Now let’s please study that last picture as we begin the process of painting the kitchen. That picture isn’t a picture of the kitchen, but it illustrates several points.
1. Begin with the painter’s tape. All around your kitchen you must place blue painter’s tape–long stretches it–on every border of every surface you plan to paint. Think of it as a removable frame: the tape not only lays down the parameters of where you will be painting but, far more important, it creates an even line so as you inevitably go past those parameters, you’ll be painting over tape, not on the surrounding wall. The best feeling in the world is when you remove the tape at the end and see neat lines (but more on that later).
2. I’m pretending this is the 2nd step, but we’re still talking about the first. Taping the walls is a long, long process. It took us a few hours. The hardest part is getting the lines even. I had a really hard time in the kitchen because the ceiling wasn’t at a 90 degree angle to the wall–it was bumpy and inconsistent–and I found myself taping and re-taping several times.
3. When the room is fully taped, it’s time to tarp. Now if your kitchen has lots of stuff in it, it’d probably be a good idea to take everything out of the kitchen while you paint. Luckily, we haven’t moved in yet, so there was nothing in there. But there was a stove and a refrigerator and lots of other appliances (including my lovely, beautiful, sexy, awesome, I can’t-believe-I’m-going-to-have-one dishwasher). You must cover this and all the floors with tarp. Believe me, you will drip paint. Oh, how you will drip paint. And you will be very sad if you drip it all over your floor or your sexy dishwasher, so cover everything in tarp!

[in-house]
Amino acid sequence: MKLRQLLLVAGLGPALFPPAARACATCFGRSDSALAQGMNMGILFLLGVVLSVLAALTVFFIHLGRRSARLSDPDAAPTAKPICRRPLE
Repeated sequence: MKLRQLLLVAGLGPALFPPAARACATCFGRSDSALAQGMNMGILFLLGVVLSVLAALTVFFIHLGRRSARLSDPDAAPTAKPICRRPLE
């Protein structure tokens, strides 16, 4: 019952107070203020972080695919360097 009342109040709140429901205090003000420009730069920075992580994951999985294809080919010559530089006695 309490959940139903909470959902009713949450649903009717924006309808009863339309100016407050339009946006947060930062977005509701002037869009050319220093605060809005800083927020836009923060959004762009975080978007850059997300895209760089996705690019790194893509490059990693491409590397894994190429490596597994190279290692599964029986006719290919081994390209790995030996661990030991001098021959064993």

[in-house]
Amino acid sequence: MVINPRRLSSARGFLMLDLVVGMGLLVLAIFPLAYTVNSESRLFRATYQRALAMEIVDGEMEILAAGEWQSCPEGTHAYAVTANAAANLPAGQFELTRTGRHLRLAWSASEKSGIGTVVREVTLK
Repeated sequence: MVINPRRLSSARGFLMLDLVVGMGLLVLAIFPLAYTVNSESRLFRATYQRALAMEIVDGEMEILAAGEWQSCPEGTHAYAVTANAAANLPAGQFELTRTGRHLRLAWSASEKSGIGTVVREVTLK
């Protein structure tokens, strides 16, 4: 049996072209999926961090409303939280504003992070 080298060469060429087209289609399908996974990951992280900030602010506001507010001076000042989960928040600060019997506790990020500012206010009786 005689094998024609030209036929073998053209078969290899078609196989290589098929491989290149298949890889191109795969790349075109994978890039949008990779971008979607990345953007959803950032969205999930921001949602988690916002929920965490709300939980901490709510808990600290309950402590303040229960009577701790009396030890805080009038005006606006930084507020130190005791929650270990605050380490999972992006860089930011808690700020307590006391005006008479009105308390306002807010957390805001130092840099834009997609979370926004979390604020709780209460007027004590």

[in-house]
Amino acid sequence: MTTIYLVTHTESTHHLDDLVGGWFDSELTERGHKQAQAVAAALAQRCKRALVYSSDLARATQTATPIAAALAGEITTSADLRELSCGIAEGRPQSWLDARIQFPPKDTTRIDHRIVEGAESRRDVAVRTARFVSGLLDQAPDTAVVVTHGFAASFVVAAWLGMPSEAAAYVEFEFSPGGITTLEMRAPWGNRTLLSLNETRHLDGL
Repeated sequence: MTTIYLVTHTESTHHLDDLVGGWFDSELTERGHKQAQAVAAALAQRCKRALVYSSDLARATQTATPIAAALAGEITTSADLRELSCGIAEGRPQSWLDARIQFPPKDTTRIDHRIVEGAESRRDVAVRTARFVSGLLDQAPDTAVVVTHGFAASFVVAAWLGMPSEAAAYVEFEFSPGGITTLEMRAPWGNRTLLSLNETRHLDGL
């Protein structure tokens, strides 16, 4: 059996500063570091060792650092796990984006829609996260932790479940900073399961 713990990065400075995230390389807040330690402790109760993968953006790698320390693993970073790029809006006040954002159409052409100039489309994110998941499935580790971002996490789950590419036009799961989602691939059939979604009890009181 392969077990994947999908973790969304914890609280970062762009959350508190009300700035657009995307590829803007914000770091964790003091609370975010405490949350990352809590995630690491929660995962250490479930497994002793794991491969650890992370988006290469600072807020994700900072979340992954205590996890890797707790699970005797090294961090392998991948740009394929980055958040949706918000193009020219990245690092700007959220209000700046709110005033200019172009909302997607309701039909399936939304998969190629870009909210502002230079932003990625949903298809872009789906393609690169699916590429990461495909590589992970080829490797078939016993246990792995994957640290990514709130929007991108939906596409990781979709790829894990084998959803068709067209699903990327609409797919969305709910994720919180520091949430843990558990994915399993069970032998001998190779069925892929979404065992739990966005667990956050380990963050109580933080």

Let’s pause for a second to look at my kitchen pre-taping and pre-tarping so you can see the difference after we paint.
Isn’t that a nice kitchen? But it needs a little color, no? Desert sunset, here we come!
What step were we on? 4? 5? Ah yes, 4.
4. Here’s where things get a little unclear. What’s the right way to actually paint the walls? To start, open your can of paint. Stir it around with the paint stirrer. Carefully pour a decent amount into your paint tray. Re-cover the can: you might knock it over!
5. According to several videos we watched online, the best way to start is to take your brush, to dip it in the paint, and to paint the borders first. This one video–click here–has a specific technique for painting the borders. You approach the tape not straight on (too much paint would pool if you did that), but at an angle. So you start somewhere lower on the wall and then paint towards the tape, and glide your brush across.